HCL Technologies’ move to carve a separate division for its product and platform business is seen as a step in the right direction, to scale the business faster.
Starting this July, the Noida-based firm launched a business unit called HCL Software, bringing all the IBM intellectual property (IP) partnerships and acquisitions under it.
“Software and services businesses are quite different, with different business models, capital allocation, talent models and rhythm to revenue and profits. Hence, it would (have been) shocking if HCL did not split out its software and IP into a different division,” said Peter Bendor-Samuel, founder and chief executive officer (CEO) of research entity Everest Group. “In splitting them out, the firm is adopting a well-tested approach that IBM has used for a long time.”
The new unit (HCL Software) is being headed by Darren Oberst, corporate vice-president for products and platforms at HCL. He was formerly handling the platform business at IBM.
“As the (product) business is a little different from the services business, we are creating an eco-system to enable its growth by creating a dedicated sales and marketing channel, and product management (among others),” C Vijayakumar, president and CEO at HCL, had said at its June quarter results announcement.
According to Prateek Aggarwal, chief financial officer at HCL, a separate division would also help investors to gauge the return on capital employed in the product business. “Over the last three years, we have invested more than $3 billion on this business, one of the reasons for carving it out as a separate division, so that investors can see the returns at large from this segment,” he said.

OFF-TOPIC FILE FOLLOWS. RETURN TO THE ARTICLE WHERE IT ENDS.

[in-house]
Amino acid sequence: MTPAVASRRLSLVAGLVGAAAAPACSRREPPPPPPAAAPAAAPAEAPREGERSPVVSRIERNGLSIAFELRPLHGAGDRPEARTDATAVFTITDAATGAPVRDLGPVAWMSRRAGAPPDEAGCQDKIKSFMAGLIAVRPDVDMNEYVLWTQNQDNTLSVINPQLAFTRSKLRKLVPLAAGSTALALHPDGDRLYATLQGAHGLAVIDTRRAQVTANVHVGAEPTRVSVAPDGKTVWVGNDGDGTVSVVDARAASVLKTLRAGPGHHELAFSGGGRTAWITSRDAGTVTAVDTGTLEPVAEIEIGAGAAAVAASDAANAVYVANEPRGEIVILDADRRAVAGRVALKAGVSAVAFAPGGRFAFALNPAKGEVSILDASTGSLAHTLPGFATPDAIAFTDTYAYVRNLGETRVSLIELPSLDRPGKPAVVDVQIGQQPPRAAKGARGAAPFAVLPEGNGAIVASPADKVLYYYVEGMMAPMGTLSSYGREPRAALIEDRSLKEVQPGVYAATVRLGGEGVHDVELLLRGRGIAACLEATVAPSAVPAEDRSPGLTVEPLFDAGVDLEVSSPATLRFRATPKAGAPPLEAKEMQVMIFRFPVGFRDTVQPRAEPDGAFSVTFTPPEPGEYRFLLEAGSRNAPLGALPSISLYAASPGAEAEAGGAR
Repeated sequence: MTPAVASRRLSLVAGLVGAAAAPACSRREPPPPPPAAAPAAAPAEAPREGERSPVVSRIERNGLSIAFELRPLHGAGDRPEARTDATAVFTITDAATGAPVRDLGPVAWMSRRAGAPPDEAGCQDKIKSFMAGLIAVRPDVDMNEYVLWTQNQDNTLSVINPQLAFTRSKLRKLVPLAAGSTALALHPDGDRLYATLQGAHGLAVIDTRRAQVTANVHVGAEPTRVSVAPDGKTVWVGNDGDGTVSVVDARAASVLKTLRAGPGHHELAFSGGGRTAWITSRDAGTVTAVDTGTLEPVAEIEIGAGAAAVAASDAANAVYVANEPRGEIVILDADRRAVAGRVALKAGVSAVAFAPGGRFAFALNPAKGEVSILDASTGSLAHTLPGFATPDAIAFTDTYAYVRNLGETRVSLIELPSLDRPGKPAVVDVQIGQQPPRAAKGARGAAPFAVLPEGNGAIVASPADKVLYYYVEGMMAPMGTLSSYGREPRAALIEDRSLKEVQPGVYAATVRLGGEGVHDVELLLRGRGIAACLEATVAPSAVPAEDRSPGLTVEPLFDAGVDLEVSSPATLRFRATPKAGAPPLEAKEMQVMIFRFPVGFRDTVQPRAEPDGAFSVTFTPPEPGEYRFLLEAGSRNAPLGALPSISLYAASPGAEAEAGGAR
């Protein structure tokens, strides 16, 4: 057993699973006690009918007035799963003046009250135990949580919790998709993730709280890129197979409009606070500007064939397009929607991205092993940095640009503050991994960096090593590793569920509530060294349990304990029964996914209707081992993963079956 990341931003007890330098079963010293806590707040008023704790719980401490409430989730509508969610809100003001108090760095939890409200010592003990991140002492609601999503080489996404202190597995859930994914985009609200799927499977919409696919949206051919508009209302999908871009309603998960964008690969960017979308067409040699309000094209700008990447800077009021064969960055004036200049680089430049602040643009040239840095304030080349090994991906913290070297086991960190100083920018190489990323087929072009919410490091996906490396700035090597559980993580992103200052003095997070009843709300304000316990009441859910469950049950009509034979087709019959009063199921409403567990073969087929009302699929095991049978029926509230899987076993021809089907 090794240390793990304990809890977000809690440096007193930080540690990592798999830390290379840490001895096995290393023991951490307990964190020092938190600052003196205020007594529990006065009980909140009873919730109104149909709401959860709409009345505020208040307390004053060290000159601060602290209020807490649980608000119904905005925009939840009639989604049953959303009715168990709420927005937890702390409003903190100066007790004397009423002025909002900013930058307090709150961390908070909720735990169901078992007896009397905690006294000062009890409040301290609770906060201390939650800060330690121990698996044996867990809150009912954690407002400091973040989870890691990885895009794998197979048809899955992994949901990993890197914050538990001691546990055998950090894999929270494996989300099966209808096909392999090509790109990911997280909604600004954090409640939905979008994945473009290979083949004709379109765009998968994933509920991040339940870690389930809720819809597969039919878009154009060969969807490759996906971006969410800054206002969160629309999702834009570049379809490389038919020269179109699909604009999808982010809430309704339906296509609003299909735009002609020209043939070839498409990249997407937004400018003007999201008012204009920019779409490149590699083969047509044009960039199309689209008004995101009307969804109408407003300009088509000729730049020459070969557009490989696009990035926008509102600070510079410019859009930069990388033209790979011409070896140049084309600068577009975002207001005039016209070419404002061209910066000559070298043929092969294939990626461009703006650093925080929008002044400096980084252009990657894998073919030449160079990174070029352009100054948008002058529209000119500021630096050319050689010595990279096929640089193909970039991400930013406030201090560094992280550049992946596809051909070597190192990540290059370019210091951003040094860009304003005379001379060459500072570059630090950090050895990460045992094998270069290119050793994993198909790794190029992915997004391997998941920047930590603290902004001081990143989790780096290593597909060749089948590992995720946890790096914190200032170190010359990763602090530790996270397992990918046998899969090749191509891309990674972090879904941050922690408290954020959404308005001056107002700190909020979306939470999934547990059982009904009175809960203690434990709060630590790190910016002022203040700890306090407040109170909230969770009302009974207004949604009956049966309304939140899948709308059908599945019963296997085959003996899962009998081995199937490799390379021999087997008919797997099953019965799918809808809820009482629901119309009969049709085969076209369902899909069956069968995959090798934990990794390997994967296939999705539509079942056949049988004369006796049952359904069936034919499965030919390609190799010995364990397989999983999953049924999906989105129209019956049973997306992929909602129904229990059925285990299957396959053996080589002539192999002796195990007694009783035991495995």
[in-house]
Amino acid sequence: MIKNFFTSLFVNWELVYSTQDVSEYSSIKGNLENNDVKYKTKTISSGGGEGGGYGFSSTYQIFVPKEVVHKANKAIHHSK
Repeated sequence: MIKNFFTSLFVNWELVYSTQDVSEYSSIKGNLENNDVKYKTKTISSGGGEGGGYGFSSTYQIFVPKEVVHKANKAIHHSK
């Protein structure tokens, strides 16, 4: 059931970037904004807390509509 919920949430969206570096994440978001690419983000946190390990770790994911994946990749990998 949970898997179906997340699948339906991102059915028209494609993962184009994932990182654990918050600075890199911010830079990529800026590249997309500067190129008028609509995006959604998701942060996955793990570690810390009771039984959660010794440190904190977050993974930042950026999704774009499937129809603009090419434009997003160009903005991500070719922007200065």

Late last year, the Shiv Nadar-promoted firm had announced it would spend around $1.8 billion to acquire select IPs from IBM.
It has paid $812 million till now and is to pay the rest in tranches over the next year.
“HCL is putting a huge stake on the ground with its software investments, especially the focus on its DRYiCE platform and smart digital assistant ‘Lucy’, its impressive digital assistant. I believe this sets HCL apart from its competitors, though there is a long road ahead,” said Phil Fersht, founder of consultancy HfS Research.
Experts say with such a substantial bet on the products and platform business, hiving off of this division into a separate entity can’t be ruled out. “I don’t anticipate a spinoff to occur before this division hits critical mass in terms of (annual) revenue, which could be close to $1 billion,” said Hansa Iyengar, senior analyst at London-based Ovum Research.
In the June quarter, HCL posted an industry-leading revenue growth rate of 17 percent year-on-year. Tata Consultancy Services’ was 10.6 percent and Infosys’ 12.4 percent, in constant currency. HCL says it expects revenue growth of 14-16 percent in constant currency this financial year.―Business Standard